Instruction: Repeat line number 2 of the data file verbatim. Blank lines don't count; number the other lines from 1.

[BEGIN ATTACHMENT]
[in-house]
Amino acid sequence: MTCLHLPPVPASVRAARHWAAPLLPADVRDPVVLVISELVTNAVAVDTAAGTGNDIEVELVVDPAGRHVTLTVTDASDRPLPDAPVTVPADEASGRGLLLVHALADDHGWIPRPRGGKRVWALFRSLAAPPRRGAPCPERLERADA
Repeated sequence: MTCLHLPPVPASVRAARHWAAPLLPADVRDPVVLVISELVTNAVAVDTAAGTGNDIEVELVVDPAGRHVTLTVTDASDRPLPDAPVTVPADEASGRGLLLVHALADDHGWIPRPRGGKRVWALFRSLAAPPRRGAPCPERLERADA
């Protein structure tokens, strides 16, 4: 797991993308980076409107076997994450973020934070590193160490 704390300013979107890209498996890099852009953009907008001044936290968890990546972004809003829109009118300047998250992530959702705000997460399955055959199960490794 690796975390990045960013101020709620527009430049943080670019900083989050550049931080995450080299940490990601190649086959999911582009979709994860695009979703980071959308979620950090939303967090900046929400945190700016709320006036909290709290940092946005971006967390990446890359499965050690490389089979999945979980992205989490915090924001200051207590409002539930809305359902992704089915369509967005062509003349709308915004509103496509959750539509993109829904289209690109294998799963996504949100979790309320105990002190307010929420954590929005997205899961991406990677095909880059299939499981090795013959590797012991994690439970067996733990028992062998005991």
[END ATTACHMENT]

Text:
Amino acid sequence: MTCLHLPPVPASVRAARHWAAPLLPADVRDPVVLVISELVTNAVAVDTAAGTGNDIEVELVVDPAGRHVTLTVTDASDRPLPDAPVTVPADEASGRGLLLVHALADDHGWIPRPRGGKRVWALFRSLAAPPRRGAPCPERLERADA